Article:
The first meeting, on 25 April 1989, was with T. Davis, MP. That so-called meeting consisted of my giving coffee to the director general and the head of communications of the passenger transport authority in the Strangers' Cafeteria, where they told me that they could not discuss the route through my constituency because it was a matter for the city council. That meeting is described as consultation.

Then there was a meeting with John Tomlinson, MEP. I do not know what took place at that meeting; Mr. Tomlinson is not the MEP for the area in which my constituency is located.

Next on the list is a presentation to city council members. Let that be noted: "presentation". But that is not consultation.

The next item on this list of so-called consultations is a presentation on 10 May 1989 to west midlands Members of Parliament at the House of Commons by Birmingham city council. Once again I say, "presentation" is not consultation.

The next on the list is a briefing of Councillor R. Spector. I do not know which ward Councillor Spector represents, but it is not in my constituency.

Then there is a meeting with T. Davis, MP, and Councillors Turner and Jones at Birmingham city council offices. That meeting certainly took place. We asked a lot of detailed questions that could not be answered.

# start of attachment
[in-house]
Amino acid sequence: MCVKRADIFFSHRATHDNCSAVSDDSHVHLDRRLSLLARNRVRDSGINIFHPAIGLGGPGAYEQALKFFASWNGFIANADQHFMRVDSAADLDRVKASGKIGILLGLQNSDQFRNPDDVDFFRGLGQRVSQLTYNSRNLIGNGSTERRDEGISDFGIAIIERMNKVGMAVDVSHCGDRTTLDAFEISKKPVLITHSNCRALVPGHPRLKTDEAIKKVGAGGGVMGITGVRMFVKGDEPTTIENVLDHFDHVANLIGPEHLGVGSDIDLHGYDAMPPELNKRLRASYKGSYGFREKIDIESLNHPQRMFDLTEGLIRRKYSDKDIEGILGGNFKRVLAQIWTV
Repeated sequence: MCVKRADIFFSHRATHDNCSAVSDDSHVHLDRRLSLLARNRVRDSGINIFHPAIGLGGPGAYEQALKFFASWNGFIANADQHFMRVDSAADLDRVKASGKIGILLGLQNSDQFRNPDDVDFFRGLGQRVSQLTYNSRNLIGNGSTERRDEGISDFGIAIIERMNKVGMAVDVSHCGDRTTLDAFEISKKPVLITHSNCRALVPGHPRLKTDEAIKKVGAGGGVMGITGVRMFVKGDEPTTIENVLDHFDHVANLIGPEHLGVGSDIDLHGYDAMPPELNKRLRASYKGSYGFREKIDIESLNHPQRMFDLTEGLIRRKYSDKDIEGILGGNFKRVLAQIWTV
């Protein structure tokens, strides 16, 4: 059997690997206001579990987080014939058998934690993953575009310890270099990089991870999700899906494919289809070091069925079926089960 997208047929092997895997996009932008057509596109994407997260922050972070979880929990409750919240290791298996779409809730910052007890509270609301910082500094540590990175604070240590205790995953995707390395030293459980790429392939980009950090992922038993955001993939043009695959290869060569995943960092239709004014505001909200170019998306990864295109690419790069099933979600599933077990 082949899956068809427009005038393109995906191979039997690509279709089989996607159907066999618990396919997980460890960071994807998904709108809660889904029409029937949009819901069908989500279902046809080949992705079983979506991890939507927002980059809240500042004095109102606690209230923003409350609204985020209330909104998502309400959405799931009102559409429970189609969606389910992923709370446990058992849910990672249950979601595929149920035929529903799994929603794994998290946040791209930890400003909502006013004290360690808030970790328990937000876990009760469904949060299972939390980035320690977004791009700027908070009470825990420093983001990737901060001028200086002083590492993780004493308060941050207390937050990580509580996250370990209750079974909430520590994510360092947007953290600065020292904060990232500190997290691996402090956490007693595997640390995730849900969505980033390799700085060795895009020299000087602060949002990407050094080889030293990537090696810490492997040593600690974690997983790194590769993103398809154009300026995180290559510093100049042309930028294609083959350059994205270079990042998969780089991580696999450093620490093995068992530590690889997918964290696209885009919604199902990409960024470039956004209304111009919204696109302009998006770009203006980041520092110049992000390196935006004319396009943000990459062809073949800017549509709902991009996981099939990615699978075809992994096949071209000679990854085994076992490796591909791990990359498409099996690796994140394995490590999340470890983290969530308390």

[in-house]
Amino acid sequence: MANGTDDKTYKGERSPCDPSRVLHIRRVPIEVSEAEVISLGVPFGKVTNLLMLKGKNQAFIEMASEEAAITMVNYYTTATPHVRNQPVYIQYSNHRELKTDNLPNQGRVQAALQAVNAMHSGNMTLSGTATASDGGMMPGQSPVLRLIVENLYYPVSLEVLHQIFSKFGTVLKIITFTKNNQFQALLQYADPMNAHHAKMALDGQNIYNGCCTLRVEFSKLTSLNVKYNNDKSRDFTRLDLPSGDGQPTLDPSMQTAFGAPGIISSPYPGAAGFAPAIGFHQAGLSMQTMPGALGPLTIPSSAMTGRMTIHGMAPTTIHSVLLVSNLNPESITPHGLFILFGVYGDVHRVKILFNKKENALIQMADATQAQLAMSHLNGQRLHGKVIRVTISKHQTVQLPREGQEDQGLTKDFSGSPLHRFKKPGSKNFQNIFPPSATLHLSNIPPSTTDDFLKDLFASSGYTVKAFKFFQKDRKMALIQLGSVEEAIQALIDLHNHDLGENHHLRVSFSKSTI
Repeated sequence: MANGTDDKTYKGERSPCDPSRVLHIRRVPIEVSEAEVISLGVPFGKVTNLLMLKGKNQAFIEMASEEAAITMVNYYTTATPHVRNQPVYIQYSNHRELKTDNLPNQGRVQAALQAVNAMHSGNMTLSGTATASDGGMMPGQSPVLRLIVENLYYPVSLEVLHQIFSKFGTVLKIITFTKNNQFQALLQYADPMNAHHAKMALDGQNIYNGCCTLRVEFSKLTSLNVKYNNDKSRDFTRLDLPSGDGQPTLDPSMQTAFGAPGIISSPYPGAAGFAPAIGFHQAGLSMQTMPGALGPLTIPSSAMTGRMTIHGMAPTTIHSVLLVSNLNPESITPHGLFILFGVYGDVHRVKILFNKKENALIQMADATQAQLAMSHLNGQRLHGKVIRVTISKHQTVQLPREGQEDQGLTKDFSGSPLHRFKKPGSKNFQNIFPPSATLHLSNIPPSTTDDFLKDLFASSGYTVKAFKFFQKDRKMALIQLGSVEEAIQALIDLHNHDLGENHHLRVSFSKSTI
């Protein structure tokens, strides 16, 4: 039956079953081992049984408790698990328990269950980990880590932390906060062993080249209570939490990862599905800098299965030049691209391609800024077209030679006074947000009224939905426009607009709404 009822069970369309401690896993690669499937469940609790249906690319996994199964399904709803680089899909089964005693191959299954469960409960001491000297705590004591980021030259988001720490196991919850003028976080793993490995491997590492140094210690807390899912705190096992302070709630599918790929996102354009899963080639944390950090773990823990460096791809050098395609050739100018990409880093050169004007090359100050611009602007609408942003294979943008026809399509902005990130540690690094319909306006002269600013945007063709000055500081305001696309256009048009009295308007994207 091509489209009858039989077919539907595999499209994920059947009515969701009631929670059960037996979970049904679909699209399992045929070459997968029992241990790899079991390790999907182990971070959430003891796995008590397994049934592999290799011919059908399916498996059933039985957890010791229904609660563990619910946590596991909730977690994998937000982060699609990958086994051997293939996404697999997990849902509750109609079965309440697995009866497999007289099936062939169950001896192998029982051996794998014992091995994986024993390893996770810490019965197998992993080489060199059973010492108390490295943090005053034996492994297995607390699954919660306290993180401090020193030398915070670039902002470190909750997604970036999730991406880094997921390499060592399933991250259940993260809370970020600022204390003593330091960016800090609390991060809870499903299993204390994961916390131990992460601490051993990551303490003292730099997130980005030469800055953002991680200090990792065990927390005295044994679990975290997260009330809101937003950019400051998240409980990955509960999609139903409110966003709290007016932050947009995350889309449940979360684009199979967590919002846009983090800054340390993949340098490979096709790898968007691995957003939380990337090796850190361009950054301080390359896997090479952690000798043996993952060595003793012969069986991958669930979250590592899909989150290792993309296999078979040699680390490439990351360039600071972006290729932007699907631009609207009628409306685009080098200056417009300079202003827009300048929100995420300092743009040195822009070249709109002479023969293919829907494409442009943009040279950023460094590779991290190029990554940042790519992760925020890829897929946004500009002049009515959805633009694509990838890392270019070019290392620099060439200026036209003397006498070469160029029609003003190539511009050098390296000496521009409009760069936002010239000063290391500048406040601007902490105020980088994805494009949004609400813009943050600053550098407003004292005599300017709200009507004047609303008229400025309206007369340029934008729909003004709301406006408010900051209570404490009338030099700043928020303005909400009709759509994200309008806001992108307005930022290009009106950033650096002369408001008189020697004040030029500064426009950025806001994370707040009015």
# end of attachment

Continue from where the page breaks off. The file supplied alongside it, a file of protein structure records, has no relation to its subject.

Then—still on consultation—is listed a meeting with R. Corbett, MP. I do not know what the result of that meeting was, but my hon. Friend the Member for Birmingham, Erdington (Mr. Corbett) subsequently announced that he agreed with me about wanting to have the metro rerouted.

Next on the list is a meeting with the sole surviving Conservative councillor in my constituency, who subsequently announced that he agreed with the Labour party on this issue.

Then we have a meeting with C. Crawley, MEP, who is the MEP for my constituency. After the meeting, she announced that she opposed the route through my constituency.

Next comes a meeting with T. Davis, MP, dated 20 October. That was the occasion on which I went to the city engineers' department and the city engineers agreed that I was right and that it was physically possible to reroute the metro on the other side of the motorway.

Then there came another meeting with R. Corbett, MP. I am not sure what happened, but my hon. Friend the Member for Erdington has not told me that he changed his mind as a result.

Mr. Rooker

My hon. Friend the Member for Birmingham, Erdington (Mr. Corbett) is not in the Chamber but, as my Member of Parliament, he confirmed to me today that he still believes that the route should go the other side of the M6—in other words, into his constituency.

Mr. Davis

I am grateful to my hon. Friend.